Nodes that fully verify all of the rules of Bitcoin are called full nodes. The most popular implementation of a full node is Bitcoin Core. Full nodes download every block and transaction and check them against Bitcoin’s consensus rules.

It is necessary to run a full node and not just an SPV. Otherwise miners can just change the consensus rules and/or the full node you trust can be simply adversarially adjusted.

The fee estimation should not be done by anyone else, but by yourself. However, the SPV does not have the mempool / UTXO set, which is required to do proper fee estimation without relying on a centralized service.

Nevertheless most of the people are using centralized validation like Coinbase and Trezor (the transactions are sent to their service, but alternatives with Electrum exists though), because of the good usability and the ease of use. For the average person it is impracticable to download the entire blockchain and set up a full node on a computer, a server or even a smartphone. There are neither mobile carrier contracts with up to 200 GB mobile data bandwith, nor smartphones with this amount of internal storage. With a block size limit of 1 MB, Bitcoin’s blockchain scales like around 50 GB per year. If the block size is even bigger, then it becomes even harder to run and maintain a full node for the average person, because it will be economically infeasible. Which means: Less full nodes, less decentralised.

Centralized validation is convenient, but as Satoshi Nakamoto indirectly stated: it is also the root of failure in the past.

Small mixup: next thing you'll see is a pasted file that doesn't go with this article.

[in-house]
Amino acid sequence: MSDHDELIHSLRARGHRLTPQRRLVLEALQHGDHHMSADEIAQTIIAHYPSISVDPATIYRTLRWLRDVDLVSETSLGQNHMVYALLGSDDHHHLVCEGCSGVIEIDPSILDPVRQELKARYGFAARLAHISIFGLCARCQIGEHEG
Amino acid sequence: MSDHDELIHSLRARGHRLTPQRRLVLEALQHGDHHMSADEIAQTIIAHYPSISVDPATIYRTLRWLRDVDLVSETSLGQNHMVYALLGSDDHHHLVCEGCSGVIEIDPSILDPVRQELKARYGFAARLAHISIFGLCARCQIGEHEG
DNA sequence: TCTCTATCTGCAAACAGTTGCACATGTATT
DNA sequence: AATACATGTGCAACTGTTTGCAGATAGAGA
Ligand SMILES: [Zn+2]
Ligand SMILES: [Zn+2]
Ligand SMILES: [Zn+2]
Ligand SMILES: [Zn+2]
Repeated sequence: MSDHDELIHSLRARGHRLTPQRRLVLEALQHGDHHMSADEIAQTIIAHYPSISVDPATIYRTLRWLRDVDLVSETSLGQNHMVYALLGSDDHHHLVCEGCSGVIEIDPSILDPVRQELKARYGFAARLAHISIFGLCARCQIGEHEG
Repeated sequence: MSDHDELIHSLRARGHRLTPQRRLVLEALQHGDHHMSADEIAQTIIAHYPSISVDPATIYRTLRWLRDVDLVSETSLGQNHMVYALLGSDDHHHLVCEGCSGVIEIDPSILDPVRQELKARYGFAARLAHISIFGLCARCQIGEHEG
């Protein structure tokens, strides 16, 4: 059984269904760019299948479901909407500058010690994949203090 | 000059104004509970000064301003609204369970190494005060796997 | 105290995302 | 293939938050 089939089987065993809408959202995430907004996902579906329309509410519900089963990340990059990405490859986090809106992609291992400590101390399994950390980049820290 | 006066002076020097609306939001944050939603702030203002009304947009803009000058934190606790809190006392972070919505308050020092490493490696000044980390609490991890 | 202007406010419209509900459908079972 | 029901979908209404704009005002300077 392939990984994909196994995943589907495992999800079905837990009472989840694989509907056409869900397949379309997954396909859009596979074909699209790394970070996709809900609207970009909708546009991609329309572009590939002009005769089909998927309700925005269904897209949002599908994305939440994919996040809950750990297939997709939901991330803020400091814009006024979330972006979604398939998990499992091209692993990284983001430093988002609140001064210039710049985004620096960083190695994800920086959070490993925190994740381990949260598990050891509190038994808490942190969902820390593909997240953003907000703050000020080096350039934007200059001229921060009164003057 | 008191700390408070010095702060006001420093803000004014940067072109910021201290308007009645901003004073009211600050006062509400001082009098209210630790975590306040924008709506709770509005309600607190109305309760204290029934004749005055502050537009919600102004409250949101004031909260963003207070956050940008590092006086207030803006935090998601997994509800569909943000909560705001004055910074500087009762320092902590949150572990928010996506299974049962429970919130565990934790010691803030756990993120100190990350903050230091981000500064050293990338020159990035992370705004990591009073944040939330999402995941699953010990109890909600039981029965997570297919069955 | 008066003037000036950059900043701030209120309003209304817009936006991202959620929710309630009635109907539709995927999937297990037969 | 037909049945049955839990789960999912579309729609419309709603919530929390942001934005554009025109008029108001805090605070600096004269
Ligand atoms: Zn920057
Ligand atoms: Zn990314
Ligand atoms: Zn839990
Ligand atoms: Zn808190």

However, full nodes are required to make Bitcoin trustless. There is no central institution (like a bank or PayPal), just the software running on your own computer. Everyone is his/her own bank and should verify for themself.

Whenever features are outsourced to someone else, trust and reliance is needed. Though, the less functionalities are outsourced, the more complex the usage becomes and that’s an obstacle for most of the people. It is quite a tough balancing act to have something “easy to use”, in order to have more adoption and at the same time a minimized reliance on a centralized service. Hence, there is still a lot of room for improvements. There are already multiple BIPs (Bitcoin Improvement Proposal), which can and most likely will pave the road for future wallets: e.g. BIP158, BIP174. The development of a (almost) trustless hardware wallet with great user experience is another thing I am looking forward to.

Bitcoin (and blockchain) is about being able to operate in a trustless manner, in a hostile environment. It provides the great opportunity to verify everything, so you can be aware about everything which is happening in the system. Therefore, we should not forget about this powerful, inherent feature.

Sidenote: Currently, it is not much of a hassle and quite affordable to set up and run Bitcoin full node — it is even possible on a Raspberry Pi. Check out this great tutorial.


Thanks and s/o to Jonas Schnelli and more for the good thoughts and work on this!